Jason Truesdell : Pursuing My Passions
A life in flux. Soon to be immigrant to Japan. Recently migrated this blog from another platform after many years of neglect (about March 6, 2017). Sorry for the styling and functionality potholes; I am working on cleaning things up and making it usable again.

Hiromi slaved over osechi

I’m usually more involved in our nightly dinners, but I don’t deserve any credit for tonight’s New Year’s Day dinner. I put my best effort into photography and lighting, but I didn’t contribute much to preparation.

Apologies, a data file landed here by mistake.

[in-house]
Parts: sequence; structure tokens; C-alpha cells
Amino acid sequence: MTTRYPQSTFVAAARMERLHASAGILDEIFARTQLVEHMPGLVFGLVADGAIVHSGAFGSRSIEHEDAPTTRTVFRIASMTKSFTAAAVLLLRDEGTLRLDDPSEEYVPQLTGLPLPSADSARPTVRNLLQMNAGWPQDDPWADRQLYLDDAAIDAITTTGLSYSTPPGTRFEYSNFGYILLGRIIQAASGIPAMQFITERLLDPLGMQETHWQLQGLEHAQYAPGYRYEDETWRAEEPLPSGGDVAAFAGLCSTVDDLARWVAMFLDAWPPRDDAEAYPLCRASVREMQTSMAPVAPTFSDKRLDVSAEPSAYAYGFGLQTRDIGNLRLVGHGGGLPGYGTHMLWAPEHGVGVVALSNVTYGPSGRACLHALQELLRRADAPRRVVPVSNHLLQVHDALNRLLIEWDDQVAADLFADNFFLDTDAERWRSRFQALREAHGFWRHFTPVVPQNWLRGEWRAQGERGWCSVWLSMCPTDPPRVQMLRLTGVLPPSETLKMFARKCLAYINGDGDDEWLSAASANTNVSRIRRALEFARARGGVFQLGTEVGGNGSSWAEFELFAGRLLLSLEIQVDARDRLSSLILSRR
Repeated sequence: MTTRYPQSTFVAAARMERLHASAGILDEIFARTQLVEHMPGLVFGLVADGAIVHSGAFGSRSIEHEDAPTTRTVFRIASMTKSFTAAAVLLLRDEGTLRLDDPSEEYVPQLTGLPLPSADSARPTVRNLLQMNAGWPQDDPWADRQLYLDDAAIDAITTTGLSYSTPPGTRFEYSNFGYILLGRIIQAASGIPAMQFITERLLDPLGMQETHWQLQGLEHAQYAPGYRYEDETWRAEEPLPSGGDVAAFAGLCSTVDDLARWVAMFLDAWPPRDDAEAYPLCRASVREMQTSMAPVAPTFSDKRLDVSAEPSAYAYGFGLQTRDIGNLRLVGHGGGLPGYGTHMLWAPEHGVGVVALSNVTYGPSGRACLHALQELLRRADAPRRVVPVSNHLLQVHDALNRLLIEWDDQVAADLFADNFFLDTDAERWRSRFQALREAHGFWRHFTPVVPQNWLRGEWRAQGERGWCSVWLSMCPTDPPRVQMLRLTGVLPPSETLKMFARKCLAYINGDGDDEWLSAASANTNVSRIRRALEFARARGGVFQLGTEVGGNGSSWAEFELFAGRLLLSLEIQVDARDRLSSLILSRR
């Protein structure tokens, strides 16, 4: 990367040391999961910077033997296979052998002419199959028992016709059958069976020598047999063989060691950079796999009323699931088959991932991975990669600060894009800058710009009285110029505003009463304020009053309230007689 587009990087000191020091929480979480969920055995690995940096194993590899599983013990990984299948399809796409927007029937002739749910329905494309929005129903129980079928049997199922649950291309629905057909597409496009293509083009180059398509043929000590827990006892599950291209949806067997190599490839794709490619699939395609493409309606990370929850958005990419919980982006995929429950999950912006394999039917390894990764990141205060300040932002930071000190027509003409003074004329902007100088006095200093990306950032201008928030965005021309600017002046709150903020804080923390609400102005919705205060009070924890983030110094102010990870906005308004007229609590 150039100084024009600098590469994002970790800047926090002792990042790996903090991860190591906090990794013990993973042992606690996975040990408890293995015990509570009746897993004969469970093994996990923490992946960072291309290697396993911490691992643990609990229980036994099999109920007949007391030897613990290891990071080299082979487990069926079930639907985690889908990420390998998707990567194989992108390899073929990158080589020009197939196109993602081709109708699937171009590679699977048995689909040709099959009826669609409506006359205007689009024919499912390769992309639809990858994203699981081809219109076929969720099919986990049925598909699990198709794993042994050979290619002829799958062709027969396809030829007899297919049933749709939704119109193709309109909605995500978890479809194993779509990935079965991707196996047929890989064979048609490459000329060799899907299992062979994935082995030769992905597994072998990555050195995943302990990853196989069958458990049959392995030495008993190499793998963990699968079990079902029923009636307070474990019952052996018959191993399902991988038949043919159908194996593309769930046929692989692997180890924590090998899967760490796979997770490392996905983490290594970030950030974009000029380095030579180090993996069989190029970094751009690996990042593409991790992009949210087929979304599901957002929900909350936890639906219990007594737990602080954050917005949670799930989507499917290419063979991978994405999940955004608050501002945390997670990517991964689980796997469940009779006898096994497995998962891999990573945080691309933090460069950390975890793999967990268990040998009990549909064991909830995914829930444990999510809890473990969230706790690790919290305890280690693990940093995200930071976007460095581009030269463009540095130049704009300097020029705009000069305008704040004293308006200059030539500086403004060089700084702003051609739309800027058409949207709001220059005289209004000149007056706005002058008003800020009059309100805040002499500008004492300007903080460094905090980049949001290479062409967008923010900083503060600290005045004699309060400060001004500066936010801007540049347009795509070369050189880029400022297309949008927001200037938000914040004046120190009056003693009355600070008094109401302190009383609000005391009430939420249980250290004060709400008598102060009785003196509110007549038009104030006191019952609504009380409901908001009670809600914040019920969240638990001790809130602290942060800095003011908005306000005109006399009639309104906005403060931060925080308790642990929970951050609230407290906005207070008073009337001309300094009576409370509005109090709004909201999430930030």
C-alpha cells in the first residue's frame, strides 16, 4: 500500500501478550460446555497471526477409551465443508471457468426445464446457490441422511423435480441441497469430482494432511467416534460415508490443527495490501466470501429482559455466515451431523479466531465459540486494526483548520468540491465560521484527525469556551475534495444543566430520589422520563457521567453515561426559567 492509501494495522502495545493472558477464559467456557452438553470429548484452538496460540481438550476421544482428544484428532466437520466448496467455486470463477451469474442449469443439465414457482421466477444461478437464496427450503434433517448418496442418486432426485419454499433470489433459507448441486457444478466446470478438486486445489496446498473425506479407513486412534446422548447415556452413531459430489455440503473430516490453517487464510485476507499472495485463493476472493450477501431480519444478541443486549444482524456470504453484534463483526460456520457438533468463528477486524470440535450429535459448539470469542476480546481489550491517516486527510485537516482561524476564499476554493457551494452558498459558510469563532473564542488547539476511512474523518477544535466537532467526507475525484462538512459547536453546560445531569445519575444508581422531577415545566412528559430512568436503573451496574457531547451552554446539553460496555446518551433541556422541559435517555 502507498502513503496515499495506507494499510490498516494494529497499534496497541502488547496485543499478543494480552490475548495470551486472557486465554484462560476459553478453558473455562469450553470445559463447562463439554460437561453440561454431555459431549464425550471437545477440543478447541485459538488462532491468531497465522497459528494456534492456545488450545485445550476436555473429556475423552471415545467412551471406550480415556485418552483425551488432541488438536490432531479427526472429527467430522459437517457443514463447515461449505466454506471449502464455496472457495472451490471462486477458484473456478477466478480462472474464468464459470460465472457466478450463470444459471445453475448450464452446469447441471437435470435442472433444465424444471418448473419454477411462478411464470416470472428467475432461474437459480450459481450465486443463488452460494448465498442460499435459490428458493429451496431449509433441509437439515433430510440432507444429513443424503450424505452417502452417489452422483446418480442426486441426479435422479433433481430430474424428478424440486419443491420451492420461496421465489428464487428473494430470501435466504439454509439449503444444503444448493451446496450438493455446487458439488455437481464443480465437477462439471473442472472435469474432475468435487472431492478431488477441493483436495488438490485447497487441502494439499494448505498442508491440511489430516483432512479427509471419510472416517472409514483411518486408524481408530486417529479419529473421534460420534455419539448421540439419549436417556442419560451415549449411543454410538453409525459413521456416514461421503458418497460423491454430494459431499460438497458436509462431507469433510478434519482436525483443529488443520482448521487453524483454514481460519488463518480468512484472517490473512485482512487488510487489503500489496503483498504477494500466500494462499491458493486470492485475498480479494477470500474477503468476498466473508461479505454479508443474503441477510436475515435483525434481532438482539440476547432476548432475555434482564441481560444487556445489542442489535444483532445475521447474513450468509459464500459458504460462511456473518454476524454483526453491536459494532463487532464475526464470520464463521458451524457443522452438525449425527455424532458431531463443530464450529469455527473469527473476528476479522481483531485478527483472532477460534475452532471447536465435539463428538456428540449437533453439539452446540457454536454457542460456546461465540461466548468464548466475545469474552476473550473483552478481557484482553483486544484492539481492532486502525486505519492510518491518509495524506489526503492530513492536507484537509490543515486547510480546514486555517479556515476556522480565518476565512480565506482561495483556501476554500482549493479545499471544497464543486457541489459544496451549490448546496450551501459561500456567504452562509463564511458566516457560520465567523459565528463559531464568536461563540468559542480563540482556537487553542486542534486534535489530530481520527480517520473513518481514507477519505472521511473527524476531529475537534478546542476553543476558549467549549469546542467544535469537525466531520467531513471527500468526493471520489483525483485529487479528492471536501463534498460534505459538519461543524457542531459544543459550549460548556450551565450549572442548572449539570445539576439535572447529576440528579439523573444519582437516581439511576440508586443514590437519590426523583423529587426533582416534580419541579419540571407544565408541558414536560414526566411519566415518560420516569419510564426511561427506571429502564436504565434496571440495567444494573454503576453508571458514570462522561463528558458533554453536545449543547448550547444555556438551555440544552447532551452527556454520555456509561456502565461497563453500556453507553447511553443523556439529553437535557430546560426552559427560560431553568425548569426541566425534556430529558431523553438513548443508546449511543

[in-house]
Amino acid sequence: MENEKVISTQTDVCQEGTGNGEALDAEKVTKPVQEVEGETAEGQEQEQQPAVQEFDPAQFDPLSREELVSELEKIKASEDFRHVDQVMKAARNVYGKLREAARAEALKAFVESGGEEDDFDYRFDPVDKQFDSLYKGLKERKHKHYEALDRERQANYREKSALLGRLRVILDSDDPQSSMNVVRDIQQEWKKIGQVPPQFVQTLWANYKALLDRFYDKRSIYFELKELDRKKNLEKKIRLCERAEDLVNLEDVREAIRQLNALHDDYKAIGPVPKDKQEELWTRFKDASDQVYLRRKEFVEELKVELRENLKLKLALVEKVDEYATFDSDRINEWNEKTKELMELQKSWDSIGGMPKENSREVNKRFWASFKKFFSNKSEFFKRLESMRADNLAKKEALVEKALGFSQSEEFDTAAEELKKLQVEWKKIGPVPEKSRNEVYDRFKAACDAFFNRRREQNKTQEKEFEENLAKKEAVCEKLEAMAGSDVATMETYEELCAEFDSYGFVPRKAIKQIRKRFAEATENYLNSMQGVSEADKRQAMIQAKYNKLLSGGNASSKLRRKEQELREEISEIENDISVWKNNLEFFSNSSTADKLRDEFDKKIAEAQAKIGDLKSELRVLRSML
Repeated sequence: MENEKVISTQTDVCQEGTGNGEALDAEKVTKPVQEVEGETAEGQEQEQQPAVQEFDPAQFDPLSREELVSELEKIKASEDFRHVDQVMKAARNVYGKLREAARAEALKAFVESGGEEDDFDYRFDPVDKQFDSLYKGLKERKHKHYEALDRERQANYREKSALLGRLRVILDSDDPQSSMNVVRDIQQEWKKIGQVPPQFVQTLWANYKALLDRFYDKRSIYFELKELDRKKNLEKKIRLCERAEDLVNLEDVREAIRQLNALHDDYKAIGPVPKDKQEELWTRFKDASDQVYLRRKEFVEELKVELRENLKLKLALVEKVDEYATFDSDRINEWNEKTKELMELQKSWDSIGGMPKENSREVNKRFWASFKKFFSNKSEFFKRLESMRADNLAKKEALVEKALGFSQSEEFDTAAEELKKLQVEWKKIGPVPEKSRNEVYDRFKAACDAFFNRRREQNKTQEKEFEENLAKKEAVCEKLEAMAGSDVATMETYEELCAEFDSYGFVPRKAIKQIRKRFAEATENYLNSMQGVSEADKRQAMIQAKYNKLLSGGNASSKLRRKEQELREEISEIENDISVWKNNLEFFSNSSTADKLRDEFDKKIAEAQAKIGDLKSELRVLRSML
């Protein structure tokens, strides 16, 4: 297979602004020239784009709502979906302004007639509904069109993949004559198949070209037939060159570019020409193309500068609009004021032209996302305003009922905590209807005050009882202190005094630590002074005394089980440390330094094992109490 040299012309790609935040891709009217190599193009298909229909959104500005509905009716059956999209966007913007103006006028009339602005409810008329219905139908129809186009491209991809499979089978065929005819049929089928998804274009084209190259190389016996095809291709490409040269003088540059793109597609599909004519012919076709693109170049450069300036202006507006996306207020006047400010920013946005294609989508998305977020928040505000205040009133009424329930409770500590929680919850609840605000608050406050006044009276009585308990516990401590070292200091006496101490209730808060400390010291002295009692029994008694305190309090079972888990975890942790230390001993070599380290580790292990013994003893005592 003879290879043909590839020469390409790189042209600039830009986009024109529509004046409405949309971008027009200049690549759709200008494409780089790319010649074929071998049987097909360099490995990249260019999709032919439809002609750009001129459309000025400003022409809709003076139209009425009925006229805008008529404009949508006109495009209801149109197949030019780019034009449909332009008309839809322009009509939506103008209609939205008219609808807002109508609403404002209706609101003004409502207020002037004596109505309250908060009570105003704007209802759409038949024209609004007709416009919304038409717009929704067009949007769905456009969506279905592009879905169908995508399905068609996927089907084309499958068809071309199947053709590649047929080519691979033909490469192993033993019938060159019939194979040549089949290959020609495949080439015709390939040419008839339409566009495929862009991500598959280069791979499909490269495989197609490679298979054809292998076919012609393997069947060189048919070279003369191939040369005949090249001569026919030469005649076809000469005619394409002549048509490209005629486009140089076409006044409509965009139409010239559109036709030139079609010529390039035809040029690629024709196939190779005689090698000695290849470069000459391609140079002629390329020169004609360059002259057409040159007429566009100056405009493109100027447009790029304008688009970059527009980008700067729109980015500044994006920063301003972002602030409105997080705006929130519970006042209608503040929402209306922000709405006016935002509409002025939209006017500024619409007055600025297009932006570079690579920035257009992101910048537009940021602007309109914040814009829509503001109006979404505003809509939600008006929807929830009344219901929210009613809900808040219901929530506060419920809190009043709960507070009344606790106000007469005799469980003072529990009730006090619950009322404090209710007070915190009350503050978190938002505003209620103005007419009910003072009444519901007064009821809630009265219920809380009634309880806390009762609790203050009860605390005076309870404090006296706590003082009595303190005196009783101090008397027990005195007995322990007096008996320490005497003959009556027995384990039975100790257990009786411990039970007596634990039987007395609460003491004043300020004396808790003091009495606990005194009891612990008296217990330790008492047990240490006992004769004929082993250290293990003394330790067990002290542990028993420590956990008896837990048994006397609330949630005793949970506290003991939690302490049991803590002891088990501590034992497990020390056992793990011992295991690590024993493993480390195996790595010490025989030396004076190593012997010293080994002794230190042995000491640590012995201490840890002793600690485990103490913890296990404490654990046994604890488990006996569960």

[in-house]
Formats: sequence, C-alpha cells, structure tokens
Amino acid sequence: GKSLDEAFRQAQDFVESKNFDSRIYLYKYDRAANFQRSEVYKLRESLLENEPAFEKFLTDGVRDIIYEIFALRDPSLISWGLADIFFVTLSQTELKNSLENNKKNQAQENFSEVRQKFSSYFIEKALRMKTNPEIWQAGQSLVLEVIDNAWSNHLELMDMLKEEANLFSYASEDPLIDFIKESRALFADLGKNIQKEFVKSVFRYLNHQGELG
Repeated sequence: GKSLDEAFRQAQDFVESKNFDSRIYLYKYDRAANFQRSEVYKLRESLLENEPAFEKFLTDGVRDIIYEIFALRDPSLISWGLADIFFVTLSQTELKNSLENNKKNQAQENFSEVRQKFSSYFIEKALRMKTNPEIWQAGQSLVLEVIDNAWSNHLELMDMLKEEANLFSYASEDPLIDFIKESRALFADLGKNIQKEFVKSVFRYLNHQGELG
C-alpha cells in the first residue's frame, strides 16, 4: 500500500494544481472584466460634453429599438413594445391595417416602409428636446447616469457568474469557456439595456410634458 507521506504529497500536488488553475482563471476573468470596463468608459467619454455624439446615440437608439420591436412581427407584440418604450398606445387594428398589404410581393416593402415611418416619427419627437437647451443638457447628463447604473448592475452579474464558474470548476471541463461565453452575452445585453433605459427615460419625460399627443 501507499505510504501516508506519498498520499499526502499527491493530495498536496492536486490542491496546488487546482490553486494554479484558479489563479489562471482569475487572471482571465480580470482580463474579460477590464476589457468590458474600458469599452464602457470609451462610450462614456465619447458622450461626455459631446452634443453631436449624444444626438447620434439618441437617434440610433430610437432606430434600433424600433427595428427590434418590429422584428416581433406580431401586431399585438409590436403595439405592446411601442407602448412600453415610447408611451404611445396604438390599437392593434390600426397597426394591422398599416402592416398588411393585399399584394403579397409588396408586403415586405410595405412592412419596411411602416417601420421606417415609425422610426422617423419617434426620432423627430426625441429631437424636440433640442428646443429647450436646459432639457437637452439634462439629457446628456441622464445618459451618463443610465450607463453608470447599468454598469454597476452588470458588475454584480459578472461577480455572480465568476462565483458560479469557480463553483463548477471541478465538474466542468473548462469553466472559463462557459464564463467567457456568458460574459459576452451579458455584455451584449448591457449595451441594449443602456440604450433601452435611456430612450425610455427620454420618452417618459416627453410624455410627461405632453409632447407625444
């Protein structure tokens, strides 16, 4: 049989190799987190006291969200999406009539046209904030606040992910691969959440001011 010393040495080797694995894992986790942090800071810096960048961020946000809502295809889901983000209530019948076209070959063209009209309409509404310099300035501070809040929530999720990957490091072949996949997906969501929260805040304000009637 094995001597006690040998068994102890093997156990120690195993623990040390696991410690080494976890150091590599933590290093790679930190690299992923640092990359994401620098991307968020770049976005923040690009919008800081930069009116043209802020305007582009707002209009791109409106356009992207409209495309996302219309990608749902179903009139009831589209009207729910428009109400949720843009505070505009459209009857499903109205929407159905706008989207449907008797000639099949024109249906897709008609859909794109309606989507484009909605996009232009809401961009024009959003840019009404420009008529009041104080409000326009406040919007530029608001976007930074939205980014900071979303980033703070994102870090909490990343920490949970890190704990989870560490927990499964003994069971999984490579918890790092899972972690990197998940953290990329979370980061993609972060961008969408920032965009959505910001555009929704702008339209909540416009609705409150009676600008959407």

Hiromi wanted to make a vegetarian version of the classic osechi New Year’s meal, and I’m not nearly as competent in this area as I’ve only spent New Year’s Day in Japan once, and it was at the very early stage of my development of passable Japanese cooking skills. Traditionally, these dishes are made a day or two before New Year’s day, because nobody wants to cook on New Year’s day. It’s supposed to be a restful day, so people historically spent way more time than normal making foods a few days before the New Year, finishing on New Year’s Eve. Accordingly, vinegared dishes such as sunomono are common, and other dishes with a fairly high salt content, especially fish, make frequent appearances. Now, of course, both the common dishes and the pattern of preparation have changed, because so many fancy options for osechi meals can be purchased at department stores in Japan and even at local souzai-ya-san, a growing industry of neighborhood pay-by-weight side dish vending shops.